• Monitor patient for severe bone, joint, or muscle pain; consider discontinuing drug if symptoms are severe

Patient teaching

• Advise patient to read patient information insert before starting therapy.

Stress importance of taking immediate-release tablets with a full glass (6 to 8 oz) of water at least 30 minutes before first food or drink of day and delayed-release tablets in the morning immediately after breakfast with at least 4 oz of plain water. Tell patient to stay upright for at least 30 minutes afterward.

Instruct patient to stop drug and notify prescriber if difficulty or pain on swallowing, midline chest pain, or severe, persistent heartburn occurs.

• Tell patient that chewing or sucking tablet may cause mouth irritation.

• Tell patient to report signs and symptoms of colitis.

• Advise patient taking calcium-, magnesium-, or aluminum-based supplements or antacids to take them at least 2 hours after risedronate.

• Advise patient to promptly report leg cramps or bone, joint, or jaw pain.

• As appropriate, review all other significant and life-threatening adverse reactions and interactions, especially those related to the drugs, tests, and foods mentioned above.

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References in periodicals archive ?
Therefore the market size of risedronate sodium is expected to keep expanding fast in the next few years in China.
According to the company, Risedronate sodium tablets are used to treat or prevent osteoporosis in women after menopause; to treat or prevent osteoporosis in either men or women who are taking corticosteroid medicines; to treat Paget's disease of the bone; as well as to treat and prevent postmenopausal osteoporosis.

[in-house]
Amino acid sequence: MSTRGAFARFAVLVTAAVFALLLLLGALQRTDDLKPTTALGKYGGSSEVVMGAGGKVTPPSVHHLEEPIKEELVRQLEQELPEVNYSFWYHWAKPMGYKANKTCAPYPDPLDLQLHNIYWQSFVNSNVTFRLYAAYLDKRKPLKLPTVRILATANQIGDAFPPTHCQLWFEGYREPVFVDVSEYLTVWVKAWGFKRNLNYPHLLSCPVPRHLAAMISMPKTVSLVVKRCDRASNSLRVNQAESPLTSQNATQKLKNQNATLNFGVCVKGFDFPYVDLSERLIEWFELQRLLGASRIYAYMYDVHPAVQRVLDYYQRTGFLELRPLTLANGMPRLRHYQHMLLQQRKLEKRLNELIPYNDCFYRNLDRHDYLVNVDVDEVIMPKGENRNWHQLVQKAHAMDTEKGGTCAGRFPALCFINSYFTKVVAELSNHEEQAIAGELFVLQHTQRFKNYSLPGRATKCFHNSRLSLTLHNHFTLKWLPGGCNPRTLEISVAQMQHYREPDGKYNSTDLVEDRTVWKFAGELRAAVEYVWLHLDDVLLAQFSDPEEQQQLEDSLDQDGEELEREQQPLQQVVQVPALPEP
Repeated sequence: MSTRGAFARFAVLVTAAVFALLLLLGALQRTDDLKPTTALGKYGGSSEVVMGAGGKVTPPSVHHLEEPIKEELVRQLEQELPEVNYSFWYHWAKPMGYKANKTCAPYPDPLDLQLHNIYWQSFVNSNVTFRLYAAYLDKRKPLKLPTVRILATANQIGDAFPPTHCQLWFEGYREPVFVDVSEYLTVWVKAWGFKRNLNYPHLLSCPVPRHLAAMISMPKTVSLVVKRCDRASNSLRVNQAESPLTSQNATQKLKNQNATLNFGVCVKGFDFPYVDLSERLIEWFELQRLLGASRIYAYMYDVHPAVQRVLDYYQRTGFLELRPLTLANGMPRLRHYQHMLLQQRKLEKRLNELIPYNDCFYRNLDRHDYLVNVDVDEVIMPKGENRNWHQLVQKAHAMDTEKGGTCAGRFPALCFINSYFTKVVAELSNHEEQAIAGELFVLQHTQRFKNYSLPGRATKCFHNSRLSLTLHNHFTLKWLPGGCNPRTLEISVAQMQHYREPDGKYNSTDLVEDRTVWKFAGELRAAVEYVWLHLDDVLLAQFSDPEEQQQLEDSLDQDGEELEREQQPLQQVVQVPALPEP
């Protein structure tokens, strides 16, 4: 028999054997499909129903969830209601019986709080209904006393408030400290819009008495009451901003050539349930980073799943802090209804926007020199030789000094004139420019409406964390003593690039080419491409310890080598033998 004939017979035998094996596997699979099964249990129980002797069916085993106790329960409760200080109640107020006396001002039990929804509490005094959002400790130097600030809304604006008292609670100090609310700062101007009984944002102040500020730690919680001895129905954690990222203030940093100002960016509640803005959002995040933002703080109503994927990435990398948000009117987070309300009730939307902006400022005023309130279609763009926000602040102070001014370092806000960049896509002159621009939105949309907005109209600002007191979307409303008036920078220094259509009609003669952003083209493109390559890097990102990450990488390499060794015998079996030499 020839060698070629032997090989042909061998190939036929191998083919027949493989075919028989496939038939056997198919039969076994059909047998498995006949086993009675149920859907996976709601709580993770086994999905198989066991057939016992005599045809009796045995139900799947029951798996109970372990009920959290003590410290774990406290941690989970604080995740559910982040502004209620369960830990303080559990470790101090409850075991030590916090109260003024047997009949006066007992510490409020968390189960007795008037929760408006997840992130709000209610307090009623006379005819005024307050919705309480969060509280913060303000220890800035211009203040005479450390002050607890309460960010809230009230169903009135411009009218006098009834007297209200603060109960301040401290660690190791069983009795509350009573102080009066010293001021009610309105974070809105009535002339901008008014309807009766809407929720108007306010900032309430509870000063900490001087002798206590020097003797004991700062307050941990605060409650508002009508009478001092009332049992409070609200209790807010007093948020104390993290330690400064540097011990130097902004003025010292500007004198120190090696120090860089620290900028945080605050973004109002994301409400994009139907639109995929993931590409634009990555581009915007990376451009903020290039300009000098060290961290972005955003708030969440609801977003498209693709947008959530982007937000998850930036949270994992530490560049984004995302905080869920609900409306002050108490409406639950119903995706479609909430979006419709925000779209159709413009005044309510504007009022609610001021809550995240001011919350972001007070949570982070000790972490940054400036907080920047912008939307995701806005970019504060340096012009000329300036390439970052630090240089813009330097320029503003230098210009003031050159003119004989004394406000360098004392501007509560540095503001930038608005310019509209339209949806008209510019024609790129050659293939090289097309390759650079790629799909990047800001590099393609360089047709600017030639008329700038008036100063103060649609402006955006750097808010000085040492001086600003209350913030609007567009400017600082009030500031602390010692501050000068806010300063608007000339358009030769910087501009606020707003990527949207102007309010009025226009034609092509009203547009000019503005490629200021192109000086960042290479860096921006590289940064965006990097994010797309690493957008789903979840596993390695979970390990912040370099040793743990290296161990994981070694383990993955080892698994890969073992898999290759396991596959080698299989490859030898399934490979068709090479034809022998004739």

Adachi, "In vitro disintegration studies of weekly generic and branded risedronate sodium formulations available in Canada," Current Medical Research and Opinion, vol.
Material and Methods: Eighty-five postmenopausal women with primer osteoporosis who had uninterrupted risedronate sodium (A) (35 mg/week), strontium ranelate (P) (2 g/day) and calcium (1000 mg/day)--vitamin D (880 IU/day) supplementation for 3 years were included in our retrospective study.
Among the leading Rx brands that Warner Chilcott receives are Asacol HD (mesalamine) delayed-release tablets for ulcerative colitis, Actonel (risedronate sodium) for osteoporosis and copromotion rights to Enablex (darifenacin) for treatment of overactive bladder.
Commonly used bisphosphonates, include risedronate sodium (Actonel) and alendronic acid (Fosamax), both are taken once a week and act on the mechanisms that maintain bone to encourage the formation of denser bones and thereby reduce the risk of both hip and spinal fracture.
("Ajinomoto", President and CEO: Norio Yamaguchi, Headquarters: Tokyo) and Takeda Pharmaceutical Company Limited ("Takeda", President: Yasuchika Hasegawa, Headquarters: Osaka) are pleased to announce that the Ministry of Health, Labour and Welfare approved today "Actonel(R) 17.5 mg tablets" and "Benet(R) 17.5 mg tablets", a once-weekly formulation of risedronate sodium hydrate (generic name) for the treatment of osteoporosis.
AFI: Actonel is also known as risedronate sodium. It is a member of the class of drugs called biphosphonates.
Data from a McMaster University, Toronto, Ontario, endoscopy study published recently in Gastroenterology and presented at the annual meeting of the American Society for Bone and Mineral Research (ASBMR) showed that risedronate sodium (Actonel) reduced the incidence of gastric ulcers in healthy, postmenopausal women relative to another osteoporosis therapy, alendronate sodium.
Risedronate sodium (brand name Actonel[R]) is approved for the prevention and treatment of osteoporosis in postmenopausal women and for the prevention and treatment of glucocorticoid-induced osteoporosis in both men and women.
Tenders are invited for Tablet/Capsule Risedronate Sodium 150Mg.